When I think about my most vivid childhood memories, a good chunk of them involve my nanny. My family celebrated her on Cancer Survivor’s Day last month. She went from diagnosis to end of treatment in less than a year.
Nanny is 100 percent Polish, and it shows—she’s tall, strongly-built. Her blonde bouffant hairdo has been her signature for decades, and she’s never owned a pair of glasses that I wouldn’t wear myself. She has the most unique laugh I’ve ever heard. My cousins have tried countless times to record it (and to imitate it), but we can never get it quite right or capture it organically.
She’d walk me to preschool at St. Hedwig’s from my great-grandparents’ house on Mulberry Street, or to the house she lived in with my pop-pop and aunt on Pine Street. We’d walk to Henry’s deli on Brunswick Avenue, where she’d pick out giant pickles from an old-school barrel of brine (still the best pickles I’ve ever had) and I’d munch on a chilled Milky Way.
My nanny lost her father and then her husband within less than a year of each other in the early 2000s. Without missing a beat, she took in her mother, who lived well into her 90s.
We watched my pop-pop go through bouts with cancer and multiple rounds of chemotherapy, and the treatments that were supposed to help him get better ended up causing more harm than good. He developed a drop foot and number of other complications, and toward the end of his life, he was too weak to go up and down the steps or bathe without help. But there was Nanny, always taking care of him, no matter what.
‘This has all been a lesson on what happens when your caretaker is now the one who needs to be taken care of.’
That’s what she’s been for as long as I’ve been on this earth—a caretaker. My cousins, brother and I spent summer after summer with her, splashing in the inflatable pool she’d put in her backyard or painting her nails or walking to the mailbox down the street. She taught us how to play War and 500 Rummy. She helped instill in me a love of word games, Jeopardy, crossword puzzles and Scrabble.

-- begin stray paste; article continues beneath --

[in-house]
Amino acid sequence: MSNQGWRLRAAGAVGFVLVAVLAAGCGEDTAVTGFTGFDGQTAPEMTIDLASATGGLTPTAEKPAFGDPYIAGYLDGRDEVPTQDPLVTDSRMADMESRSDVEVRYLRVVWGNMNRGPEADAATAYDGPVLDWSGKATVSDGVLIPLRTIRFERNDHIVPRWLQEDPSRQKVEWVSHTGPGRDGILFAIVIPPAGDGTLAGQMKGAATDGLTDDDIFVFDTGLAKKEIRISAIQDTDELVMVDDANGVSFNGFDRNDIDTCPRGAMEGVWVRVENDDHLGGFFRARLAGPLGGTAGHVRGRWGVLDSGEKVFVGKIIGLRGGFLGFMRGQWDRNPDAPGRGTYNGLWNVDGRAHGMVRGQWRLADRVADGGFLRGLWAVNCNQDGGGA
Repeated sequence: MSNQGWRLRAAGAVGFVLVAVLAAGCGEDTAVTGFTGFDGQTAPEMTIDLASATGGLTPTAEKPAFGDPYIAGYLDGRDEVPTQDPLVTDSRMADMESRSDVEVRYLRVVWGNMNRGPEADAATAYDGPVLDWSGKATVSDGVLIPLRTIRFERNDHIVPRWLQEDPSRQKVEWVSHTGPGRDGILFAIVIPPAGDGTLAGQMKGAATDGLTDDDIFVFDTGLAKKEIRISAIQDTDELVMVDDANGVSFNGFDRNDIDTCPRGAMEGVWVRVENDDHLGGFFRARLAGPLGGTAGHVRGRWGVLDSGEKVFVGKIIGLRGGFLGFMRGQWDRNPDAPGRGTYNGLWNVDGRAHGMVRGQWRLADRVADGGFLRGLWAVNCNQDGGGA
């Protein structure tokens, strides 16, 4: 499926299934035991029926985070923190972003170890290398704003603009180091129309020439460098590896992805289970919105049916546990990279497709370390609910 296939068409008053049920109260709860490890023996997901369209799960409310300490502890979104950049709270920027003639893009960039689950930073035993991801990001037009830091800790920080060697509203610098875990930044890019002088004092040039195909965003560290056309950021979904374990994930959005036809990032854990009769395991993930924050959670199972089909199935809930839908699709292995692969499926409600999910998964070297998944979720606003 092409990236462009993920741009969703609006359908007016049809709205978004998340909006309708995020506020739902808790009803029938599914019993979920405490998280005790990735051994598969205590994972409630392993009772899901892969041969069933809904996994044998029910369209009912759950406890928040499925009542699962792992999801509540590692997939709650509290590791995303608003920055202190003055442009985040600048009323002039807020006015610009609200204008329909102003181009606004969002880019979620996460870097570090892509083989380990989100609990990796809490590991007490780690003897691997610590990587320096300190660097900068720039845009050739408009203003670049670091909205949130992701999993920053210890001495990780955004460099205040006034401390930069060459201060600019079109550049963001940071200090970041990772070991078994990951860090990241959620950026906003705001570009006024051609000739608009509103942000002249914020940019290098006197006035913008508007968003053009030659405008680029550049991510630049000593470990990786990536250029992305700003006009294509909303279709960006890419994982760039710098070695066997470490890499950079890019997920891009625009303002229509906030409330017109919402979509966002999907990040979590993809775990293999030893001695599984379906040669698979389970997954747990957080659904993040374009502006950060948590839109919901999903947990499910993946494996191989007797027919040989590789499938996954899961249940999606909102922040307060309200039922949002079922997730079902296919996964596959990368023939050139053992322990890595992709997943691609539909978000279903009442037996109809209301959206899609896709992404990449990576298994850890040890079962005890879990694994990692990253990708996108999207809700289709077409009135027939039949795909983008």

Then there’s my Aunt Lynne, who is 55 years old and has Down syndrome. My nanny (plus my pop-pop, when he was living) has been her lifelong caretaker. They do everything together. Partners in crime. Recently, she’s been dealing with some new cognitive and neurological problems, so Nanny helps her with things she used to be able to do independently—bathing, cooking, taking medicine.
Her seemingly bottomless resilience is part of what made it so hard when Nanny was diagnosed with cancer last year. Hearing a loved one say those words is always a shock. But watching a woman who we’ve all seen as a pillar of strength—almost superhuman or immune to pain—deal with this was very difficult.
I think there was a lot of denial on our part leading up to the diagnosis. “Maybe you’re just dehydrated” became “It’s probably just an infection,” which turned into “I’m sure it hasn’t spread” and then “There’s no way it’s in the later stages.” But it was what it was. Her treatment plan started with surgery, but the incision took longer than expected to heal, so chemotherapy had to be pushed back. Then, radiation followed.
She faced everything with strength and grace, and she pressed on even when her desire to fight wavered. She was herself throughout the whole process and stayed true to the things she’s most passionate about—more often than not, Nanny has a book in her hand, and I guarantee you’ve never met a more dedicated Rafael Nadal fan. She’ll wake up pre-dawn to watch him when he’s playing in a different time zone, and then she’ll stay up to watch the replay in the morning. And that’s why we felt confident about her body’s response to the cancer and to the treatment. She never stopped being herself, even when it was a mellowed-out version of what we were used to.
The relief we all—and especially Nanny—felt when her most recent PET scan a few months ago came back clear was just pure joy. You could hear it in her voice, and she genuinely seems like she’s back to her old self, always up for a game of cards and never turning down dessert.
This has all been a lesson on what happens when your caretaker is now the one who needs to be taken care of. As I get older, I can’t really ignore the fact that my grandparents and parents are getting older, too. These are figures in my life who I thought, growing up, would always be around, would always be healthy. I feel pretty lucky to have generally healthy parents and step-parents, plus an active grandmother and step-grandparents in their 90s. I realize how fortunate I am to have had nearly 30 years (and counting!) with my nanny. That’s something I think none of us take for granted.